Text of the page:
Mouthwashes can also inactivate the SARS-Cove-2 coronavirus (and other related viruses).
The mouthwash contains at least 0.07 percent cetiapradine chloride, which can cause the virus to die.
London . A new research has emerged on the elimination of the corona virus. Researchers have once again claimed that the use of mouthwash can eliminate coronavirus. During research in the laboratory, it was found that the corona virus is destroyed by mouthwash in 30 seconds. Studies from Cardiff University in the UK have shown that some mouthwashes can help kill coronaviruses in saliva (saliva). This study has not been published yet.
Mouthvoss will eliminate virus
Research suggests that the use of mouthwash may help kill the virus in saliva, but there is no evidence that it can be used as a treatment for coronovirus. They also cannot say that the virus will not reach the respiratory system or lungs. The authors doing the research said, “The ability of the mouthwash to inactivate these Vrito SARS-Cove-2 was tested using all protocols to detect a reduction in infectiousness.” Mouthwash was tested in the laboratory under conditions designed to test the mouth or nose.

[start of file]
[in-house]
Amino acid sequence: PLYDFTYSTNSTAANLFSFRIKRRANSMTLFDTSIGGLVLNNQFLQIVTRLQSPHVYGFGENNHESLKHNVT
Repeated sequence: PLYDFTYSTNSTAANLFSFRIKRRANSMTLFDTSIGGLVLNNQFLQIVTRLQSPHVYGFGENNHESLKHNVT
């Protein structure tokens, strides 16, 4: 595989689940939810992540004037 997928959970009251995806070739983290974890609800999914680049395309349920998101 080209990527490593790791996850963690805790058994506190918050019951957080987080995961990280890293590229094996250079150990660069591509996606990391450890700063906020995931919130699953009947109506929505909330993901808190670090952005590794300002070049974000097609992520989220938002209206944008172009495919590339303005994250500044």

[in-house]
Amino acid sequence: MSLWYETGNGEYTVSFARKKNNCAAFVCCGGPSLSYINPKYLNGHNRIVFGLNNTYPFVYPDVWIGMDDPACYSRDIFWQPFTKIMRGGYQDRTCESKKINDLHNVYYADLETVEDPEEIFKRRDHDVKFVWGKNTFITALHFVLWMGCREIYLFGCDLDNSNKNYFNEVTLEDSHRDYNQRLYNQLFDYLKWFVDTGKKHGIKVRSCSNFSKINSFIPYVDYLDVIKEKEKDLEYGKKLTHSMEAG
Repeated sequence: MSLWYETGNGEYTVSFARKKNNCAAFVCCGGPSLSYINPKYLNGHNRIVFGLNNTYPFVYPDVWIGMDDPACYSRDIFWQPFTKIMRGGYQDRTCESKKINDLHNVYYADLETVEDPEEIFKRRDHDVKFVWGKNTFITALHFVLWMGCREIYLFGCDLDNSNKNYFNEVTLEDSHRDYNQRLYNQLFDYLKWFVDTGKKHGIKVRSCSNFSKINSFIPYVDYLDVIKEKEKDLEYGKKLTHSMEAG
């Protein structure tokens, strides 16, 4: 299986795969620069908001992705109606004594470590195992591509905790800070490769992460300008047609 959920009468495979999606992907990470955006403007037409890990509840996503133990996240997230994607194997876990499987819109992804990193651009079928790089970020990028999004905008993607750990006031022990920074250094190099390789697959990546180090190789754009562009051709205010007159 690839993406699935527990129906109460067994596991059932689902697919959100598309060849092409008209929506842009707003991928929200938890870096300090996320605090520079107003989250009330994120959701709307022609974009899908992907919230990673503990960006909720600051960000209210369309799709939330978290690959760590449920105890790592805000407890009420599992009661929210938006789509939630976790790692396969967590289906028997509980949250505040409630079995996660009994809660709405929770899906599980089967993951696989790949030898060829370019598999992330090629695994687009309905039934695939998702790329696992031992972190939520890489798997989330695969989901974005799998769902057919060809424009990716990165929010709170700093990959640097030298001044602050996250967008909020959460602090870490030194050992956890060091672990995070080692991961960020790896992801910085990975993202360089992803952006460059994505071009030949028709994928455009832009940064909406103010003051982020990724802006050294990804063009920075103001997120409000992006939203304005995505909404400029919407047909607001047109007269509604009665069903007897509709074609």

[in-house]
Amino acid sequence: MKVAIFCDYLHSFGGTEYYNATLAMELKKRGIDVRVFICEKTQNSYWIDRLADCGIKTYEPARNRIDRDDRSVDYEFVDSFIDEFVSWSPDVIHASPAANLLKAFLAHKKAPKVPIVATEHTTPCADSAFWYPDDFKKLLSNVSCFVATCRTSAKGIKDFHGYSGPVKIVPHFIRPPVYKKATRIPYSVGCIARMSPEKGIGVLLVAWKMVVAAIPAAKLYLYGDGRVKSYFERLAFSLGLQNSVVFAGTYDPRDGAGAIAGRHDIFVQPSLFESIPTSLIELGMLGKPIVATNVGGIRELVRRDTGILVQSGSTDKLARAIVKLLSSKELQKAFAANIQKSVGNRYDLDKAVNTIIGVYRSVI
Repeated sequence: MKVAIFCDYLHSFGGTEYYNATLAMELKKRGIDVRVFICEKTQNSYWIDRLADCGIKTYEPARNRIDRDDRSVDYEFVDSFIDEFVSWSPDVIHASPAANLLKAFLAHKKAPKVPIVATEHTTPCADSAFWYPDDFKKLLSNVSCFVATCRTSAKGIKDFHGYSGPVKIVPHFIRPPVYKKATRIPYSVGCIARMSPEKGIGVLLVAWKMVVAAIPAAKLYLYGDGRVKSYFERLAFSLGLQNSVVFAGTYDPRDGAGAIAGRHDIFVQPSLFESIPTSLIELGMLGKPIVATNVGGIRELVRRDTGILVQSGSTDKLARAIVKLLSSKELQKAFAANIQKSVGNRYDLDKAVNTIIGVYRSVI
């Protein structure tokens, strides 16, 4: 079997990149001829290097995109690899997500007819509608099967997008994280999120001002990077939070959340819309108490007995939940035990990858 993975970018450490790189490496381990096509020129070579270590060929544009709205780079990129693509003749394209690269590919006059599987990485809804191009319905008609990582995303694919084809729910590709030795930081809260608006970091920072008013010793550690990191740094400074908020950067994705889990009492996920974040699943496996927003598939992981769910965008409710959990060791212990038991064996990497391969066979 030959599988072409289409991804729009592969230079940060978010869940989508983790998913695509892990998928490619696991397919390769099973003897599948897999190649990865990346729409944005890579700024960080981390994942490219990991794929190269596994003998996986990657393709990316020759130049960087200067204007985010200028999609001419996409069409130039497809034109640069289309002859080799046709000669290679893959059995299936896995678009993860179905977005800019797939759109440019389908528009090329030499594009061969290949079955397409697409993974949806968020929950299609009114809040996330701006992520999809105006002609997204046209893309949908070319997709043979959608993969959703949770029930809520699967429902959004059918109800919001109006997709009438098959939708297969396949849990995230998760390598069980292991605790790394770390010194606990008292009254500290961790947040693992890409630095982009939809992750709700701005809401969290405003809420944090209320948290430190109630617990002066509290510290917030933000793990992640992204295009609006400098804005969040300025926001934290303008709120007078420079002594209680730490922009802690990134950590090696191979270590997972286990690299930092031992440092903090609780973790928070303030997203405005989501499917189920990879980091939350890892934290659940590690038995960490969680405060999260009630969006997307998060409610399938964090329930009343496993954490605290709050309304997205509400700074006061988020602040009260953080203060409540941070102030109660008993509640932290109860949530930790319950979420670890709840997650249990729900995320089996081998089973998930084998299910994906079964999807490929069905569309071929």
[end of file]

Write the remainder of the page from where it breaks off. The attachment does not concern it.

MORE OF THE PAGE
Researchers reported that the mouthwash contains at least 0.07 percent cetiaparadinium chloride, showing signs of virus killing ability. The lead author of this research, Richard Stanton, quoted the BBC as saying, “This study shows that many commonly available mouthwashes to fight gum disease also inactivate the SARS-Cove-2 coronavirus (and other related viruses) Can. “
Eliminated the virus in saliva –
According to the research team, the clinical trial will see whether it helps reduce the level of virus in saliva of Kovid-19 patients at Cardiff’s hospital, with results expected to come early next year.
Researcher David Thomas said the initial results were encouraging, but the clinical trial would not provide evidence as to how to prevent transmission between patients. These mouthwashes wipe out the virus in the laboratory very effectively, it is clean, but it remains to be seen whether these will work on mouthwash patients as well. Another study published in the Journal of Medical Virology in October also revealed that some oral antiseptics and mouthwash may have the potential to inactivate coronaviruses.